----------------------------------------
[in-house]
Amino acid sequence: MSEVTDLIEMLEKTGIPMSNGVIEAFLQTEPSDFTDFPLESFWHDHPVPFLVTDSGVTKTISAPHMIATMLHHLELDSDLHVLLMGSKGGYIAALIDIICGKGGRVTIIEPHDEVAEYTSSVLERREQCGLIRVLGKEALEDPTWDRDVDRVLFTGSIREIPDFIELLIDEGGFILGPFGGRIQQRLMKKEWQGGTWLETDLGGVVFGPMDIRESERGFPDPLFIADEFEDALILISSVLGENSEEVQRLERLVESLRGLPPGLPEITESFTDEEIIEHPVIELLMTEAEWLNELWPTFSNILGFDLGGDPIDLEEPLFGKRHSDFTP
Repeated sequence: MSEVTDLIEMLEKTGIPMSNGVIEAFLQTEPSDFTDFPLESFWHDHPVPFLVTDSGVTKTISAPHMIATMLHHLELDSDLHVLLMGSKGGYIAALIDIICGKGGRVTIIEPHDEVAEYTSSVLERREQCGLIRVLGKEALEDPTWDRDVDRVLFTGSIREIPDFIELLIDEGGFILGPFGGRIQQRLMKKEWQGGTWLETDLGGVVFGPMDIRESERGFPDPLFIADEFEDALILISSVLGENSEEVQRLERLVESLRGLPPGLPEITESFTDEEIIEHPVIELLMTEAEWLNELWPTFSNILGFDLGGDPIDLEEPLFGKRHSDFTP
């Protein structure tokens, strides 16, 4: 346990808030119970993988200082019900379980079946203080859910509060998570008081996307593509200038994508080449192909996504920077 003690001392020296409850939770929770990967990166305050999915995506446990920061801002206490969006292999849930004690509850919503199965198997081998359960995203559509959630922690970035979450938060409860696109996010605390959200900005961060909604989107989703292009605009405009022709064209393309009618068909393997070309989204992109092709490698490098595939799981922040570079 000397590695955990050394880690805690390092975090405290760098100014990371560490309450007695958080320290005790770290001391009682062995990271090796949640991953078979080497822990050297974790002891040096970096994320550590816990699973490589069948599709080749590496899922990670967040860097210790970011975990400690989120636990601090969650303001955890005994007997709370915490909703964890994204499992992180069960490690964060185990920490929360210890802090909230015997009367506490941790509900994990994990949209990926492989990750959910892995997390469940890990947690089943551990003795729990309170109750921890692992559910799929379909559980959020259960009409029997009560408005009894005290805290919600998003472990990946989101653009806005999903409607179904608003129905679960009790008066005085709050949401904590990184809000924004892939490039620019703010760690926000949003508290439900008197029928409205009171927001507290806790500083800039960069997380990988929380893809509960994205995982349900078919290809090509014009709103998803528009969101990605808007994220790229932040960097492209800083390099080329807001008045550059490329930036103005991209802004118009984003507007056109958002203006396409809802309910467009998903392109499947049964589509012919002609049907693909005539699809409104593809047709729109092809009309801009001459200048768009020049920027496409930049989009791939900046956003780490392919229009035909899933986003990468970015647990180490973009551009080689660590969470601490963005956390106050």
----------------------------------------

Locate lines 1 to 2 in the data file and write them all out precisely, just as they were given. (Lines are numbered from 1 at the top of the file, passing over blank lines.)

[in-house]
Amino acid sequence: MSEVTDLIEMLEKTGIPMSNGVIEAFLQTEPSDFTDFPLESFWHDHPVPFLVTDSGVTKTISAPHMIATMLHHLELDSDLHVLLMGSKGGYIAALIDIICGKGGRVTIIEPHDEVAEYTSSVLERREQCGLIRVLGKEALEDPTWDRDVDRVLFTGSIREIPDFIELLIDEGGFILGPFGGRIQQRLMKKEWQGGTWLETDLGGVVFGPMDIRESERGFPDPLFIADEFEDALILISSVLGENSEEVQRLERLVESLRGLPPGLPEITESFTDEEIIEHPVIELLMTEAEWLNELWPTFSNILGFDLGGDPIDLEEPLFGKRHSDFTP